Friday, 4 December 2015

Fish - Bristol Review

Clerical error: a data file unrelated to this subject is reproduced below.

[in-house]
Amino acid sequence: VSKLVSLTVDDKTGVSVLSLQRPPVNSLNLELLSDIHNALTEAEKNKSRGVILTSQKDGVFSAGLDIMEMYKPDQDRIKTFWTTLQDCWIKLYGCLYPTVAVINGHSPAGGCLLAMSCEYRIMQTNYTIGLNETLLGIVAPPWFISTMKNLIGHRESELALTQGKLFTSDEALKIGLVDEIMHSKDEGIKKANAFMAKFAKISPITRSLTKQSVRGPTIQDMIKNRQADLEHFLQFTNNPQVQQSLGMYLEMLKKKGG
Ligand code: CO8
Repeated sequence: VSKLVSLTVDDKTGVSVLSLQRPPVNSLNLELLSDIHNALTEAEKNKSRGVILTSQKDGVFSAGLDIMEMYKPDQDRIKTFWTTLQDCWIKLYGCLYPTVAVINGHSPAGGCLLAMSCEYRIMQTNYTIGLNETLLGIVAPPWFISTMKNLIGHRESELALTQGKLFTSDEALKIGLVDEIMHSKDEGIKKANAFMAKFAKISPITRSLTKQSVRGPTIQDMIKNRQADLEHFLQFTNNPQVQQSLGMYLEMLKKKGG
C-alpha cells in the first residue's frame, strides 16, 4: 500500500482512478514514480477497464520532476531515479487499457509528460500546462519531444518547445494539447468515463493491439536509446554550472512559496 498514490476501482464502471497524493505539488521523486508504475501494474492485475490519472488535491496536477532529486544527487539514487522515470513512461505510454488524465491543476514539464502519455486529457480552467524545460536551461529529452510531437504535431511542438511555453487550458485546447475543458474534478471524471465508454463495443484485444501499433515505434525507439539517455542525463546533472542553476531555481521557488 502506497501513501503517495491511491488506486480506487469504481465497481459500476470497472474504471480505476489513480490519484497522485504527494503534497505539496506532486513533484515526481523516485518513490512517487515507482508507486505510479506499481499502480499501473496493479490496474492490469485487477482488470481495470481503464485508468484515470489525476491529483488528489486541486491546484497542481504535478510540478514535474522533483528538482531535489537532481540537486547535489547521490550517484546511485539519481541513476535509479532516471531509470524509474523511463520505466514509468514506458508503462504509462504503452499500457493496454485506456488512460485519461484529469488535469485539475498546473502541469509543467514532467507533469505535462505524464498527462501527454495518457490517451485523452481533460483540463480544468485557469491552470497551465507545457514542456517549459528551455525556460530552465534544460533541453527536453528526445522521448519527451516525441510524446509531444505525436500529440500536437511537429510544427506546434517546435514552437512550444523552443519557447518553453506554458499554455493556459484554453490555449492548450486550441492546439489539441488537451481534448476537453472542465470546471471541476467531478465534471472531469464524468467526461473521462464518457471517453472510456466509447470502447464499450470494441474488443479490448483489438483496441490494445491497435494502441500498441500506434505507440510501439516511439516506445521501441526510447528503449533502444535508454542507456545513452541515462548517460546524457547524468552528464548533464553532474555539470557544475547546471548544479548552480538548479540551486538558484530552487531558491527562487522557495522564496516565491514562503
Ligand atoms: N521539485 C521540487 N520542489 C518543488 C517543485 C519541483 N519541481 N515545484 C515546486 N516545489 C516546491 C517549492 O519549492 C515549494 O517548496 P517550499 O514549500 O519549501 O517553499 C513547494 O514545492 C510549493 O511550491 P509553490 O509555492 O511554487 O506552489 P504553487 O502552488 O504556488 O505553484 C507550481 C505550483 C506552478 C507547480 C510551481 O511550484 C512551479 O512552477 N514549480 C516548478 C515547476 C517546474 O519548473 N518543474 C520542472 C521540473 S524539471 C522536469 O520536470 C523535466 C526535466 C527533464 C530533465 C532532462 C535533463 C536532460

With retirement looming sometime in the next few years, Scottish singer Fish has decided to take the album Misplaced Childhood, the third album he wrote and recorded with his former band Marillion, out on tour to celebrate the album's 30th Anniversary. Fish has been in fine form recently. He released the excellent A Feast of Consequences back in 2013, and has been on tour for the majority of the time since playing a large amount of that album live. This current tour, dubbed 'Farewell to Childhood', seems to be the right move for Fish after the lengthy and successful 'Moveable Feast' tour. To his credit, Fish rarely indulges in nostalgia, instead letting his current material dictate tour setlists, which has led to much variation over the years. Marillion's Misplaced Childhood is one of my favourite albums, so when this tour was announced I jumped at the chance to hear the album performed in full live. Although Fish's voice is much lower than it was in 1985, his recent interpretations of classic Marillion material have been great, and the songs are now played in a key to suit his current vocal range. This tour sees Fish visiting bigger venues than he usually would in the UK. Bristol's O2 Academy boasts a 1600 capacity on a plague outside, and the show was advertised as sold out, so you have to assume there was somewhere near that number crammed into the venue. It was great to see such an amazing turnout, but it does make you realise just how many fair weather Fish/Marillion fans there are out there who probably only bought a ticket to hear Misplaced Childhood played live. The atmosphere was excellent however due to the large crowd, and it made for a special night. No Fish tour seems to go without a hiccup, and this one is no exception. A few days ago, keyboardist John Beck fell over outside the band's hotel and broke him arm, which has left him unable to play keyboards for the foreseeable future. Luckily for Fish, former keyboardist Tony Turrell was free and able to learn the whole set in a few days. On his first gig with Fish for quite some time, Turrell did amazingly, and the band were as tight as they have been recently.